I am fascinated by people who are illiterate as this is also what they have to do. They can’t write a narrative or a note. No shopping lists etc. They have to remember everything.

  24. This is very liberating. I’ve kind of always aimed that you have to start at the beginning of a story and write until you get to the end. I feel like I can try different things now!

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  26. Charly Lowndes says:

    Magnificent blog. Thank you

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  28. Thank for this stunning and genius post. I loved SKELLIG, which I found through a review once in Publishers Weekly. Sharing this on FB for many writer friends to see. xo

  29. Ruth Keys says:

    Wonderful, thank you for sharing. I will be sharing and looking at these with some students in the library.

  30. Francesca Perry Carboni says:

    So many of my favourite writers all in one place – and so inspiring to see the notebooks, works of art in themselves. Thank you!

  31. Lina Cuartas says:

    Such an uplifting, mysteriously soul re-affirming exercise: to peek into others ‘ tussles with words, thoughts, ideas, the rivers of creativity that sometimes flood us, sometimes feed us and have a unique way of salt and peppering our lives with meaning and yes, dare I say it; Hope; there are legions of us still toiling, alone, but yet in pensive alliance! Much Love, Lina Cuartas ❤️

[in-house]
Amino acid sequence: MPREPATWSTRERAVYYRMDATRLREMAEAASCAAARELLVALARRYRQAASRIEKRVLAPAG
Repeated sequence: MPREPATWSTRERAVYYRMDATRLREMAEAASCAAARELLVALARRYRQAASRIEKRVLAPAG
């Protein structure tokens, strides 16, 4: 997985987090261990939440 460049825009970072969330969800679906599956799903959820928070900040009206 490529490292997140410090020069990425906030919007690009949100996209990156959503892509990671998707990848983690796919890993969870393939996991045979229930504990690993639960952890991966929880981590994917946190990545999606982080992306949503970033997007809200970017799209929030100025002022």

32. M.L. Holton says:

    Fascinating! Thanks for sharing!

  33. Dee Dickens says:

    Thank you for sharing. I feel less like some compulsive hoarder of scrap paper. I confess, I try to keep my drawers of unfinished dribbles hidden from view and expect my children will certainly have plenty to say about my sanity, when they clear out.

  34. Frank Watson says:

    When “Chateau Noir” was completed in the 1990s I, as is always my custom, destroyed all the notebooks and curled paper bits that had gone into the work.

    It is important to conceal how the conjuration of fiction is accomplished. Reveal the trick, spoil the magic.

    Now, even I cannot remember precisely how it was done.